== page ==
I had a lady ring me yesterday about becoming a Virtual Assistant. She wanted to know if she could join my network. We talked about what office-based experience she might have and it turned out she had very little and was studying at college currently. She also had a health problem which is why she was looking to work at home.
I explained to her that VAs are business owners and, as such, are responsible for making decisions about how things are done for their clients. The buck stops with them. I told her she wouldn’t have anyone to run off to, to sort out a problem if something came up. That there are VA forums to ask advice at but ultimately she still needs to have a good 5 years working experience behind her first so that she had the skillset needed to run a business of her own and be responsible for making the decisions needed.
I also told her that many give up on being VAs in the first 6 months simply because they overestimated their own abilities or how quickly they might secure clients. This, in turn, makes them feel like failures, can make them depressed, and they look to return to the workforce. It also gives clients the wrong idea about our industry because they’d engaged someone who wasn’t yet ready to provide the services they’d been offering.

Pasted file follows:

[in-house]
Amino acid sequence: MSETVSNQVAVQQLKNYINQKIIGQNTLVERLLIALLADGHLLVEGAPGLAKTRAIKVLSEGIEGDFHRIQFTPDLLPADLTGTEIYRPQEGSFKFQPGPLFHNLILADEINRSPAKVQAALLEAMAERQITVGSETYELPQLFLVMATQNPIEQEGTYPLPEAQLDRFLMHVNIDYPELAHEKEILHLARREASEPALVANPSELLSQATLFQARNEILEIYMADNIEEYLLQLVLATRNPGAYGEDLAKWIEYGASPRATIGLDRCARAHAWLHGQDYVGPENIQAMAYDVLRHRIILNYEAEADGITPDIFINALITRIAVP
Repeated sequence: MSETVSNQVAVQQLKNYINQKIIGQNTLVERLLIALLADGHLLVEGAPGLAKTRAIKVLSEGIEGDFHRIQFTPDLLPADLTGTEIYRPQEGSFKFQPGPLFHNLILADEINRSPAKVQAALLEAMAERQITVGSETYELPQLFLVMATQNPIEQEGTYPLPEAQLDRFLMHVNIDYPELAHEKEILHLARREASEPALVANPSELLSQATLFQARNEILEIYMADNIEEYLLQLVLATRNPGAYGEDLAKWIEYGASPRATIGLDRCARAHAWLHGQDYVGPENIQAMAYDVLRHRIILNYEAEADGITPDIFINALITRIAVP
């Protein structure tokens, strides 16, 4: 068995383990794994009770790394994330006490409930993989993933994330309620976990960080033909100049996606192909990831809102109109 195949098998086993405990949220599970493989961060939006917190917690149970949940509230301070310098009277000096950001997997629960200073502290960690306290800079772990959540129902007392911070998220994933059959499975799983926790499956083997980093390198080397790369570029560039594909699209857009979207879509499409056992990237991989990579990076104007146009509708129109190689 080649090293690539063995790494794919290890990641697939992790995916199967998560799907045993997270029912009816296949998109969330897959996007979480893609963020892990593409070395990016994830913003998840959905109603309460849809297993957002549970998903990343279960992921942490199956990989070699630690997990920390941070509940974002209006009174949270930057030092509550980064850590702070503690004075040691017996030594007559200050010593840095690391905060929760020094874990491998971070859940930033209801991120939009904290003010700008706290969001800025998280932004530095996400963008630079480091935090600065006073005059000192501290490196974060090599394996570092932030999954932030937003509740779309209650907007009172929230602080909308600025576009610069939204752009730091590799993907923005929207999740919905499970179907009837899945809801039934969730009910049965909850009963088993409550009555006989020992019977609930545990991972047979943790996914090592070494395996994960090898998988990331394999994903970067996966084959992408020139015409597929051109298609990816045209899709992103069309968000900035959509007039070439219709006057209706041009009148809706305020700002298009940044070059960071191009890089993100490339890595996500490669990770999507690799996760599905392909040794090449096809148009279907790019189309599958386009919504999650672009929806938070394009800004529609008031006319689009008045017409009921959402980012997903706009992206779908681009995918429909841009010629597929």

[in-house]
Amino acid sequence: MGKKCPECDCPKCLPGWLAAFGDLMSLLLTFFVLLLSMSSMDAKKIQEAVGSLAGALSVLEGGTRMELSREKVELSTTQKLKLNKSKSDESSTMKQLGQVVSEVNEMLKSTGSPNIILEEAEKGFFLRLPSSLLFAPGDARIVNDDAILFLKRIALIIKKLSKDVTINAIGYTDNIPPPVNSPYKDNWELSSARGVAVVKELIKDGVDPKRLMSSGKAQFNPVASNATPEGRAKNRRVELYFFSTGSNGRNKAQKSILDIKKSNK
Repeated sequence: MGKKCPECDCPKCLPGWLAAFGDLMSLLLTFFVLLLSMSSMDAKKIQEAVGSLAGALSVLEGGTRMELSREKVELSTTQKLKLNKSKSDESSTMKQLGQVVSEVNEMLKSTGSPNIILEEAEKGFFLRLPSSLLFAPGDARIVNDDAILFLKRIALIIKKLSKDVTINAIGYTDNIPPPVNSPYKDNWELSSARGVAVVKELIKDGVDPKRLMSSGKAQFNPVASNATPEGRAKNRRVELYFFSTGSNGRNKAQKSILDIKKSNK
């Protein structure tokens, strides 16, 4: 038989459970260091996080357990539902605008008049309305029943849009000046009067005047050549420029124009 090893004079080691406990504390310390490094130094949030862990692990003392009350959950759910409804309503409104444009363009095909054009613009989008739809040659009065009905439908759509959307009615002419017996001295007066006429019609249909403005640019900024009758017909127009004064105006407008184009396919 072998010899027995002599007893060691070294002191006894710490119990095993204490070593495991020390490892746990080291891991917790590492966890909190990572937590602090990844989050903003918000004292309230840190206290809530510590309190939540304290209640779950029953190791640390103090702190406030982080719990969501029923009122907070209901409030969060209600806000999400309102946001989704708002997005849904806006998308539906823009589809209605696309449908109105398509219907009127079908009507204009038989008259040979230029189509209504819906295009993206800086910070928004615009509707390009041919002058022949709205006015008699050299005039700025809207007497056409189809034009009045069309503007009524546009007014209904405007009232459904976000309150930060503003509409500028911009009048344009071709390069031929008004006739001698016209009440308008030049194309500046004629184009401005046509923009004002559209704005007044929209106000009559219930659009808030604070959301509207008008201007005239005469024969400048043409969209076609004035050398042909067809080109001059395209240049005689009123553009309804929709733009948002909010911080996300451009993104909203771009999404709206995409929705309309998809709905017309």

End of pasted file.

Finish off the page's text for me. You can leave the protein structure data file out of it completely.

The lady thanked me for being so honest and forthright. You see, her health challenge related to a mental health illness. The last thing she needed was to be setting herself up for failure before she was really ready to start. I suggested she do some volunteer work for a good 12 months, offering the services she wants to get experience in. There are many not-for-profits, sportings clubs, school groups, churches, etc who love to have willing helpers. She thought this was a great idea and thanked me.
Much as I love having new members join my VA team, I do want to make sure they’re the right fit for the industry too, and that they are going to enjoy what they’re doing, rather than losing confidence very quickly. Not good for them and not good for our industry.